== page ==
Iraq’s Popular Mobilisation Forces, a state within the state

What seems to work for Tehran is not necessarily good for Iraqi leaders.

Doctrinal army. Members of Popular Mobilisation Forces (PMF) gesture from the modern town of Hatra, south-west of the northern city of Mosul, last April. (AFP)


2017/07/23 Issue: 116 Page: 3


The Arab Weekly
Ali Alfoneh



Flanked by his senior military leadership, Iraqi Prime Minister Haider al-Abadi declared “total victory” over the Islamic State (ISIS) upon the Iraqi government forces’ seizure of the ruins of Mosul. Abadi’s exhila­rated outburst is understandable: ISIS declared a caliphate within Iraq and the seizure of Mosul demonstrates the Iraqi state’s enforcement of sovereignty.

Victory however, comes at a price: The rise of the Popular Mobi­lisation Forces (PMF), an umbrella organisation composed mainly of Shia militant groups, most of which are not subjected to civilian control but pursue their own in­terests. To the extent those groups are subjected to civilian control, they report to Tehran rather than to Abadi or other Iraqi authorities.

This unhealthy mode of civil-military relations is likely to ex­acerbate Iraq’s political problems and, in the PMF, Abadi may face another formidable state within the state.

The PMF’s own historiography states that the umbrella group was shaped as a response to Grand Ayatollah Ali al-Sistani’s religious edict on June 13, 2014 calling for defending Iraqi cities and par­ticipating in the counteroffensive against ISIS. The narrative implies the PMF recognised Sistani as its source of emulation and highest religious authority.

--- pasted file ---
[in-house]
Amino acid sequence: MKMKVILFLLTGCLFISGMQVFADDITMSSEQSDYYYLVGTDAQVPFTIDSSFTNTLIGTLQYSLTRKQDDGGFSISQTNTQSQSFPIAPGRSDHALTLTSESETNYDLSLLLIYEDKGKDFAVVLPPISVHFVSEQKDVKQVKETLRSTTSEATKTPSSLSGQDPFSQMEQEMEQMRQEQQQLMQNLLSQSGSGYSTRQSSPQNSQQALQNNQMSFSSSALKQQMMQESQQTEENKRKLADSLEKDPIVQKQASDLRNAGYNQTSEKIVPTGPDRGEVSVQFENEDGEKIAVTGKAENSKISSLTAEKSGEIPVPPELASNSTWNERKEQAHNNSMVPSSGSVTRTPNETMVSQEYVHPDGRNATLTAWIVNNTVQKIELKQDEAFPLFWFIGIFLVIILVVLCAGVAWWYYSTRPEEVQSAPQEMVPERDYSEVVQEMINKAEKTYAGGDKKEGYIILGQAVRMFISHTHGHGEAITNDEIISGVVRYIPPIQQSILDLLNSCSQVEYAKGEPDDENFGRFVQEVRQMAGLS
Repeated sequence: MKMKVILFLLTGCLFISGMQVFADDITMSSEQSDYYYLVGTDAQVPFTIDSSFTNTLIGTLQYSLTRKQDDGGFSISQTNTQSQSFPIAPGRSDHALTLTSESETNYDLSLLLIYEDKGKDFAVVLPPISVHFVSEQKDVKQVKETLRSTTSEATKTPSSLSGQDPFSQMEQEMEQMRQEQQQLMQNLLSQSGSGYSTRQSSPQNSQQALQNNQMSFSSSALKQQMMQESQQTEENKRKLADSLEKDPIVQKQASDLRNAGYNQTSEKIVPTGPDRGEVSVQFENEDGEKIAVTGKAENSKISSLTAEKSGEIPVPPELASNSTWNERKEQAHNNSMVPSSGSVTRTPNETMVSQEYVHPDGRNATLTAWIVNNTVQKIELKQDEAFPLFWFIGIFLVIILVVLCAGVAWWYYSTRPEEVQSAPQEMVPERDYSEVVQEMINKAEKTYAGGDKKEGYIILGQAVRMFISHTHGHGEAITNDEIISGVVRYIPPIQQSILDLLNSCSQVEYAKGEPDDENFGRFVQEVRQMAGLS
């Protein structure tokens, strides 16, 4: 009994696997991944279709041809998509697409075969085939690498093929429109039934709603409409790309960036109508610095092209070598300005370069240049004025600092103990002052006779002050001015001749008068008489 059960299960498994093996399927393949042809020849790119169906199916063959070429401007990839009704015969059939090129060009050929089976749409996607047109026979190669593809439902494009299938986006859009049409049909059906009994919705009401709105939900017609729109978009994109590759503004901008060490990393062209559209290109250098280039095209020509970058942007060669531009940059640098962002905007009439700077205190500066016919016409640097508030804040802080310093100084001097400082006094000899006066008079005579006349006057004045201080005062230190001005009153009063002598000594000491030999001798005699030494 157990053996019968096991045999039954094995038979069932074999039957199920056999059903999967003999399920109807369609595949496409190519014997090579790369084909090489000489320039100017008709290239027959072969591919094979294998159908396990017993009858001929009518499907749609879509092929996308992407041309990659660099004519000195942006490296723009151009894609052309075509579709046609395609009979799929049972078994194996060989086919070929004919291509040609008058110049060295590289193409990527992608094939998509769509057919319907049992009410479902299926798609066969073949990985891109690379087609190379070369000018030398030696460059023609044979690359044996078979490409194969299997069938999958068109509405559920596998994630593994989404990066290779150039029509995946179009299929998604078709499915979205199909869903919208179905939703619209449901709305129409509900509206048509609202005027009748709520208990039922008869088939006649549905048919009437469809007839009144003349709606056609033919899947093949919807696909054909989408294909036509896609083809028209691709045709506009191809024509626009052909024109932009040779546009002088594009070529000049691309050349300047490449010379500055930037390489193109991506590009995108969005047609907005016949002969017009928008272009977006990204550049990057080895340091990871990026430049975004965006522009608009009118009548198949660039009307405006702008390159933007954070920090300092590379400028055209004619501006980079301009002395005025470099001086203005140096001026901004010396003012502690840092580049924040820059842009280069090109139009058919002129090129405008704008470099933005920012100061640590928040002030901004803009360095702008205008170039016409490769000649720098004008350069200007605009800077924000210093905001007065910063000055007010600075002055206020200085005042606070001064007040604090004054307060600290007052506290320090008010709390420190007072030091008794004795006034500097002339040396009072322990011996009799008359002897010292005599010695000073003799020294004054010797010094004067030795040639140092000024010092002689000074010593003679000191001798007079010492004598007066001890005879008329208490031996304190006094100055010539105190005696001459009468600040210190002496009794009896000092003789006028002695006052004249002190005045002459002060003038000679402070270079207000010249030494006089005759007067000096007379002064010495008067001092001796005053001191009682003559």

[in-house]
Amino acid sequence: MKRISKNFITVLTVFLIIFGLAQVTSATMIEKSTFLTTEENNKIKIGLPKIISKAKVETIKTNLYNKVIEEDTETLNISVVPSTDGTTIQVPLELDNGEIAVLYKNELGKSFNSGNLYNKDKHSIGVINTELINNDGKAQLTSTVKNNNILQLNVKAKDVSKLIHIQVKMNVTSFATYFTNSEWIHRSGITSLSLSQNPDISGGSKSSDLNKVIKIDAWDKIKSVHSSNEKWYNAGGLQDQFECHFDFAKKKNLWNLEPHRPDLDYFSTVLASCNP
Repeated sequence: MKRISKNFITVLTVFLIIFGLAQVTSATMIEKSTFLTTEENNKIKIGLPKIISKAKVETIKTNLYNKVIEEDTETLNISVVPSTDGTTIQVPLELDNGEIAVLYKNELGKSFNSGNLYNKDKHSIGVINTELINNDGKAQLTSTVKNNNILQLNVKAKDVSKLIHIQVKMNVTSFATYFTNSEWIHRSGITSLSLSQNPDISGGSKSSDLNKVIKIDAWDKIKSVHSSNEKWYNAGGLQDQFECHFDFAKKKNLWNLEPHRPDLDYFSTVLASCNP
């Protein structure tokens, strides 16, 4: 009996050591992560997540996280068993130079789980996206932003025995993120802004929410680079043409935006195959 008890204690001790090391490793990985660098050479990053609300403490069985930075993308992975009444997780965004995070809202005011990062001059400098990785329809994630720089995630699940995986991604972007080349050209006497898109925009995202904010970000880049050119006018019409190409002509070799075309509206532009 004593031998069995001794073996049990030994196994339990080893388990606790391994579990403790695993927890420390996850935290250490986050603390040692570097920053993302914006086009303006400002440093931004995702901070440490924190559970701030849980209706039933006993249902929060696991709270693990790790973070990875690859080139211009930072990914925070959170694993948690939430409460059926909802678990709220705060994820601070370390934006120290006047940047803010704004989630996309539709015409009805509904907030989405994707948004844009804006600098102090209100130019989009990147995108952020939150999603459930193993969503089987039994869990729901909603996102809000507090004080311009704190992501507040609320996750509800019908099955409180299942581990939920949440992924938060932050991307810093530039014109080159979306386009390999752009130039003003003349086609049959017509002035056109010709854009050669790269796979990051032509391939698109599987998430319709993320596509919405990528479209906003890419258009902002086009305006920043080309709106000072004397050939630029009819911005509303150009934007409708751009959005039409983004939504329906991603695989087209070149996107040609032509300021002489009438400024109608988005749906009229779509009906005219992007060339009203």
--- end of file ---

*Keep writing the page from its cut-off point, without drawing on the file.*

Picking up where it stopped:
However, this author’s survey of PMF martyrs listed on the holy­fatwa.com website shows that the first PMF fighter killed in combat fell in Jurf al-Sakhar in Babil on March 15, 2013, 15 months before Sistani issued his edict. This is also true of 44 other PMF fighters who were killed in combat prior to the edict.

In other words, rather than answering the call of Sistani, the Shia militias instrumentally used the edict to legitimise their exist­ence as paramilitary forces parallel to the Iraqi military. The PMF was not and is not subjected to Sistani’s control.

Under whose control then if not Sistani’s?

On April 7, 2015, Abadi, in his capacity as commander-in-chief of the armed forces, ordered that the PMF be placed under the direct command of the prime minister’s office. The real chain of command is more complicated and runs through the leaders of militias that formed the PMF and, ultimately, Iranian Major-General Qassem Soleimani, chief commander of the extraterritorial operations al-Quds Force of the Islamic Revolutionary Guards Corps.

The latter has nurtured Shia Iraqi opposition groups since the revolu­tion of 1979 and the establishment of the Islamic Republic in Iraq. It has systematically helped its prox­ies to seize key position in post Ba’athist Iraq.

Facing the formidable threat of ISIS and real threat of the collapse of Baghdad, on July 3, Abu Mahdi al-Muhandis, PMF committee dep­uty chairman, in an interview with Iran’s Al-Kawthar TV, declared: “I’m honoured to be Haj Qassem [Soleimani]’s soldier.”

What seems to work for Tehran is not necessarily good for Iraqi lead­ers. Abadi and his successors will soon discover that the very same militias that helped them prevail in the struggle against ISIS will prey on the polity they are intended to protect. They do so either because of their resilience in the face of at­tempts at establishing Iraqi civilian control over them or because of their subordination to Tehran.


Ali Alfoneh is a non-resident senior fellow at Rafik Hariri Centre for the Middle East at the Atlantic Council.


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